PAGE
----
The Earth's geothermal resources are theoretically more than adequate to supply humanity's energy needs, but only a very small fraction may be profitably exploited. Drilling and exploration for deep resources is very expensive. Forecasts for the future of geothermal power depend on assumptions about technology, energy prices, subsidies, and interest rates.
Waste-to-energy (WtE) or energy-from-waste (EfW) is the process of creating energy in the form of electricity or heat from the incineration of waste source. WtE is a form of energy recovery. Most WtE processes produce electricity directly through combustion, or produce a combustible fuel commodity, such as methane, methanol, ethanol or synthetic fuels.
There are a number of other new and emerging technologies that are able to produce energy from waste and other fuels without direct combustion. Many of these technologies have the potential to produce more electric power from the same amount of fuel than would be possible by direct combustion. This is mainly due to the separation of corrosive components (ash) from the converted fuel, thereby allowing higher combustion temperatures in e.g. boilers, gas turbines, internal combustion engines, fuel cells.
* Gasification (produces combustible gas, hydrogen, synthetic fuels)
* Thermal depolymerization (produces synthetic crude oil, which can be further refined)
* Pyrolysis (produces combustible tar/biooil and chars)
* Plasma arc gasification PGP or plasma gasification process (produces rich syngas including hydrogen and carbon monoxide usable for fuel cells or generating electricity to drive the plasma arch, usable vitrified silicate and metal ingots, salt and sulphur)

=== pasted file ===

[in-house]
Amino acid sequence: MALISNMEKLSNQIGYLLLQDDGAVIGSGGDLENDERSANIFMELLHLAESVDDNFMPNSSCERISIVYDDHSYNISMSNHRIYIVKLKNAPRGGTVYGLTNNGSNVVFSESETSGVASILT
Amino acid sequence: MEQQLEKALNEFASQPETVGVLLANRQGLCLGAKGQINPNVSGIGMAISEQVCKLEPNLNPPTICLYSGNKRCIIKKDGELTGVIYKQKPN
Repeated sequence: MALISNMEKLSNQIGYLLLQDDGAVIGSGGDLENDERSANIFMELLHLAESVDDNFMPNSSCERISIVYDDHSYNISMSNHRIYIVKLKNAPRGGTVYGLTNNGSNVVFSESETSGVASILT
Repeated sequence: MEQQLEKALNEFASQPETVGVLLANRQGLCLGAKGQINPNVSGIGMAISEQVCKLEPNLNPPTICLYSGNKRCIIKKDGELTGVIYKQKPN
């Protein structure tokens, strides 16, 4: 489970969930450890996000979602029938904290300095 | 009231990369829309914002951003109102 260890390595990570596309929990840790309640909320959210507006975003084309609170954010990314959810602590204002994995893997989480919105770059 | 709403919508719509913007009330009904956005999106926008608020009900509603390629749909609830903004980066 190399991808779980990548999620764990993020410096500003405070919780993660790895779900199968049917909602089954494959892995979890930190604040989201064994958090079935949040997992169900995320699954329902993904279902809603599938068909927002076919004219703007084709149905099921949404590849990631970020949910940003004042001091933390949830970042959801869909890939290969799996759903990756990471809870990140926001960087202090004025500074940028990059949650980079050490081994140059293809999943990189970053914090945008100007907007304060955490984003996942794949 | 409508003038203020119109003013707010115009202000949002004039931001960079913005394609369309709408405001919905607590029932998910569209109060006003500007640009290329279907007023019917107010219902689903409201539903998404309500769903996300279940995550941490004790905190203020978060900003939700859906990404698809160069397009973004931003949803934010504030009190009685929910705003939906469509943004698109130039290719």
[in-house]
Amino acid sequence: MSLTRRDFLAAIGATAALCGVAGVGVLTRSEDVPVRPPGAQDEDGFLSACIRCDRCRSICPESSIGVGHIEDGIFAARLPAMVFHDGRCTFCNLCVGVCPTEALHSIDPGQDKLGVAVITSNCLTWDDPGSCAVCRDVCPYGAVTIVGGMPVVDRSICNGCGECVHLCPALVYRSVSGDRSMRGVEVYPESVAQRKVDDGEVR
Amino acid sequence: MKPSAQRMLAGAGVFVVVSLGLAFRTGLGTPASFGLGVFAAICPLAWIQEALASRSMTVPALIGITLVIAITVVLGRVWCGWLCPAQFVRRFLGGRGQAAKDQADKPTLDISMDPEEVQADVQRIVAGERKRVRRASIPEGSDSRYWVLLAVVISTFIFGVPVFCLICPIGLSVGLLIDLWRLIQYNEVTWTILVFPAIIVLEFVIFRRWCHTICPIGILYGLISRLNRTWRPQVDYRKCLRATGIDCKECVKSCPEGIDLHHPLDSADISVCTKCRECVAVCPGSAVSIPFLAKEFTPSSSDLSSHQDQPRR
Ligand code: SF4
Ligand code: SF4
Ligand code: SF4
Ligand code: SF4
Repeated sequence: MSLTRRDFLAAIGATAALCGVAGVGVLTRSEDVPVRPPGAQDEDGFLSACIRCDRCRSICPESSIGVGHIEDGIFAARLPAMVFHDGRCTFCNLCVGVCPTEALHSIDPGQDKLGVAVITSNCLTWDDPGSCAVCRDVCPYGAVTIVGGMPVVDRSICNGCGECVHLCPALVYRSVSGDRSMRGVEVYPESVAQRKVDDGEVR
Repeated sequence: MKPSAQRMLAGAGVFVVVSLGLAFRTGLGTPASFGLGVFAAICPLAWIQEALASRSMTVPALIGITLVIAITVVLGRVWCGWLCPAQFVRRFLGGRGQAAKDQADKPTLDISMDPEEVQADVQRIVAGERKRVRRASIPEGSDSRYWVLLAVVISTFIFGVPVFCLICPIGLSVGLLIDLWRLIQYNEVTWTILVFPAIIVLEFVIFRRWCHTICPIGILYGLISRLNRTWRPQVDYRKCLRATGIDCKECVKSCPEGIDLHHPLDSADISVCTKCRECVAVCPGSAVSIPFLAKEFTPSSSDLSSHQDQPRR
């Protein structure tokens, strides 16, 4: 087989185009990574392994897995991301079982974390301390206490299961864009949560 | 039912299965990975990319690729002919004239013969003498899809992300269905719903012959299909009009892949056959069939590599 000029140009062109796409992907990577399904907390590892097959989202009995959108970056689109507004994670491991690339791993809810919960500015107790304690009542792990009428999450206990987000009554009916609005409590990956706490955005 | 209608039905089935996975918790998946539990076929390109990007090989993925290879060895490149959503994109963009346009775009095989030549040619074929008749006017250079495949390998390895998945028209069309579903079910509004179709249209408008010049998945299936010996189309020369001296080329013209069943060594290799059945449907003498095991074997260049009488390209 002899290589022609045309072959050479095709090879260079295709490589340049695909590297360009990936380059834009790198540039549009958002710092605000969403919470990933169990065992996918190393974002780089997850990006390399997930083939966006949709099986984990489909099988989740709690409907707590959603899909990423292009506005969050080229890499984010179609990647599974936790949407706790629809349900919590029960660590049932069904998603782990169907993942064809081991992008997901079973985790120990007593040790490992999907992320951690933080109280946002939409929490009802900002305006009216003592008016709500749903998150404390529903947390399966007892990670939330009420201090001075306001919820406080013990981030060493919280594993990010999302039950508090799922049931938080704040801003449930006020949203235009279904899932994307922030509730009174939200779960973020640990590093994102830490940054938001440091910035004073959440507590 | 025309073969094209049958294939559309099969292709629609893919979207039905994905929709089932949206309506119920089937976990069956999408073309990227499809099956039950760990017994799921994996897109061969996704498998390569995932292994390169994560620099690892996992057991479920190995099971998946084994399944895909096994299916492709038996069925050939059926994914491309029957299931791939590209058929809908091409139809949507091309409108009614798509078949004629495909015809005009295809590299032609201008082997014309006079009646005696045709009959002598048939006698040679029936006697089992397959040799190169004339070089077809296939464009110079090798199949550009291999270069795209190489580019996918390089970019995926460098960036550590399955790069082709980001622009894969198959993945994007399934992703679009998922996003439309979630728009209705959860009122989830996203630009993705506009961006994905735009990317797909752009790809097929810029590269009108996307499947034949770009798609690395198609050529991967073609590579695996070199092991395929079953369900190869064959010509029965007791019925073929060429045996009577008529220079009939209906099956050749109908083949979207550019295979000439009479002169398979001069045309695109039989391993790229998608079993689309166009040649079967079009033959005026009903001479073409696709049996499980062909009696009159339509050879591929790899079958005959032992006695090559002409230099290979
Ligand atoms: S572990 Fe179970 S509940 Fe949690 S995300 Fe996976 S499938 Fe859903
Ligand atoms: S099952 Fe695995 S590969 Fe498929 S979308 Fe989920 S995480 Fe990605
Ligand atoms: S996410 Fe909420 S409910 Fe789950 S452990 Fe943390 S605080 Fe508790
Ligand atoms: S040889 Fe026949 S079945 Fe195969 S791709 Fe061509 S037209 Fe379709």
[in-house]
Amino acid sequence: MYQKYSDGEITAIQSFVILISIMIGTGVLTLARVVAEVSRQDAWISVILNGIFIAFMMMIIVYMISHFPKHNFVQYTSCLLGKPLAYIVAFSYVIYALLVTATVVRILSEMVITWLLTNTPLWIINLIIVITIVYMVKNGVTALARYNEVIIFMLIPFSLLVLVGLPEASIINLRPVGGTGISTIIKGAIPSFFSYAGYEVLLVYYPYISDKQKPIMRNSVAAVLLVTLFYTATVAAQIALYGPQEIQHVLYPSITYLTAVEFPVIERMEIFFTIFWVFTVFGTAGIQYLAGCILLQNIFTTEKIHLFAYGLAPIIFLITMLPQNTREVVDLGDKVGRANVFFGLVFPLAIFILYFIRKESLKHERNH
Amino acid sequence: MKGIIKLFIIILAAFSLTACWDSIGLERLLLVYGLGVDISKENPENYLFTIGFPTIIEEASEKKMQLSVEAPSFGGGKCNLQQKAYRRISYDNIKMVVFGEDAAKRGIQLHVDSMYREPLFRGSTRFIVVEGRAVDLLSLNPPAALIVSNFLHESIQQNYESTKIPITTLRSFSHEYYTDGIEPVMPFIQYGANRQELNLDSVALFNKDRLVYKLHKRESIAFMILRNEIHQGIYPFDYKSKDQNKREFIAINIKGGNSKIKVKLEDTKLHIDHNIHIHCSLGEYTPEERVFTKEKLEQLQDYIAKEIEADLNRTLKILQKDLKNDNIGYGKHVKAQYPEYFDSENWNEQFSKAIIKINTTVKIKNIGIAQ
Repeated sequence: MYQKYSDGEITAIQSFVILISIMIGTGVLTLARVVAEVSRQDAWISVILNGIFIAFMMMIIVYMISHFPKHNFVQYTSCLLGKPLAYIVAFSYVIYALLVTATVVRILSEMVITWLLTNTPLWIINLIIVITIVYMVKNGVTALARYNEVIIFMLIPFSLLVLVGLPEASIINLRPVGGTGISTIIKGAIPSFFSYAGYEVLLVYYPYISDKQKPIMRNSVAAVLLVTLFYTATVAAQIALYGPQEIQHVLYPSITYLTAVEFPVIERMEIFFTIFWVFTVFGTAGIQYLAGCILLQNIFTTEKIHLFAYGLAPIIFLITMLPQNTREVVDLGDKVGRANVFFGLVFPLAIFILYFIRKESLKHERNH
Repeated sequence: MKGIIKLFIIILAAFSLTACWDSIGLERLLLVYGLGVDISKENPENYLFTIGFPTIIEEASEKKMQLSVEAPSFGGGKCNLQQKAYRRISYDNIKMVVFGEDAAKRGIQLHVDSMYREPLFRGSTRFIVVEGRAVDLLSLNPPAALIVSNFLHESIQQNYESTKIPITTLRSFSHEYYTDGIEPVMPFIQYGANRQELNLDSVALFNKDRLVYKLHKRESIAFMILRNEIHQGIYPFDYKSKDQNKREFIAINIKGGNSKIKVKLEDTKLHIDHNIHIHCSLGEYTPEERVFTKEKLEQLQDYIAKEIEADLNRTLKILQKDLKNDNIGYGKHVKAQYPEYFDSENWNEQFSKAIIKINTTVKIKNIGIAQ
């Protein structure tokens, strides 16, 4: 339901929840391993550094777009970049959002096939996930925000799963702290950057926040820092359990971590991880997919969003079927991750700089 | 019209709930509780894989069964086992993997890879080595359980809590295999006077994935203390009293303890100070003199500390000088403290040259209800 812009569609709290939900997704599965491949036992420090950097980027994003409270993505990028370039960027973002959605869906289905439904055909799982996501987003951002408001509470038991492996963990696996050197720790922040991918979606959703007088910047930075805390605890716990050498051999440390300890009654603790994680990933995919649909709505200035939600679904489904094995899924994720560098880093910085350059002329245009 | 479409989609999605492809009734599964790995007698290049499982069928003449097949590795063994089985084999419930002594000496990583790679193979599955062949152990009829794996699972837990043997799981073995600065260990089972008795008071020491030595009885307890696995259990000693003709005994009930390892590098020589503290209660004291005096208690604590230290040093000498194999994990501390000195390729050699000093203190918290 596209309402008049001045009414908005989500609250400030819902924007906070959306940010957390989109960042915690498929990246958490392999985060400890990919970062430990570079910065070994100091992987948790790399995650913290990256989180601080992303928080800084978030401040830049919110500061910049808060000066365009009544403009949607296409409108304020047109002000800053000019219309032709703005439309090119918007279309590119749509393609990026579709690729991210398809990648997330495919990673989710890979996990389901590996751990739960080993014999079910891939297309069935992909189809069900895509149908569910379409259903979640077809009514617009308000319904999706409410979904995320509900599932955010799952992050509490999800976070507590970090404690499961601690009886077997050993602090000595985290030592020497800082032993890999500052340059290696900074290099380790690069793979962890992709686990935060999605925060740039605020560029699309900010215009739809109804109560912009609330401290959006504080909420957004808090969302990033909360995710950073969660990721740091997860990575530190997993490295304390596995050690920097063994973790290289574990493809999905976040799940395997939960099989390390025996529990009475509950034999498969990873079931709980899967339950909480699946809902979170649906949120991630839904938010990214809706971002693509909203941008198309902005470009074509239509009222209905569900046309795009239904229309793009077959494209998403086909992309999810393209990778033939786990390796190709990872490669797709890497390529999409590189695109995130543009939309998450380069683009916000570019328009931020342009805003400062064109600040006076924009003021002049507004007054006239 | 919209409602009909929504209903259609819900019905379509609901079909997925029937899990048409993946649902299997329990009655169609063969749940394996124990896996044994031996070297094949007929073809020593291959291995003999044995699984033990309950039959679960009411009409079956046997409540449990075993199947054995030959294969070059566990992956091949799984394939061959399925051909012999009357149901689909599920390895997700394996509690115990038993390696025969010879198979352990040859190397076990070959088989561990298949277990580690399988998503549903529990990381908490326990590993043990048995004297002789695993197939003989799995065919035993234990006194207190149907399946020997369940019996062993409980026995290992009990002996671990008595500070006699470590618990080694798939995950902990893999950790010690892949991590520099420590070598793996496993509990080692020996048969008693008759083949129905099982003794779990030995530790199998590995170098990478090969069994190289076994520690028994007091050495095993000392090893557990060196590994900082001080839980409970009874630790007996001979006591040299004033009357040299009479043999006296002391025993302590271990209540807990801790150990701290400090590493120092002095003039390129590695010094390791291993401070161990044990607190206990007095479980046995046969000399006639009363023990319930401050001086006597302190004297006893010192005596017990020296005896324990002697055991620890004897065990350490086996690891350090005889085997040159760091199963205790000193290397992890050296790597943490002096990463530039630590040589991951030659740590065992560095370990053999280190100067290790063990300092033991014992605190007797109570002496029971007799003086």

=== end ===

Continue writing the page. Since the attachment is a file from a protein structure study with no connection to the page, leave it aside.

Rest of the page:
* Anaerobic digestion (Biogas rich in methane)
* Fermentation production (examples are ethanol, lactic acid, hydrogen)
* Mechanical biological treatment (MBT)
o MBT + Anaerobic digestion
o MBT to Refuse derived fuel
Hydropower, hydraulic power or water power is power that is derived from the force or energy of moving water, which may be harnessed for useful purposes. Prior to the widespread availability of commercial electric power, hydropower was used for irrigation, and operation of various machines, such as watermills, textile machines, sawmills, dock cranes, and domestic lifts. Another method used a trompe to produce compressed air from falling water, which could then be used to power other machinery at a distance from the water.
In hydrology, hydropower is manifested in the force of the water on the riverbed and banks of a river. It is particularly powerful when the river is in flood. The force of the water results in the removal of sediment and other materials from the riverbed and banks of the river, causing erosion and other alterations.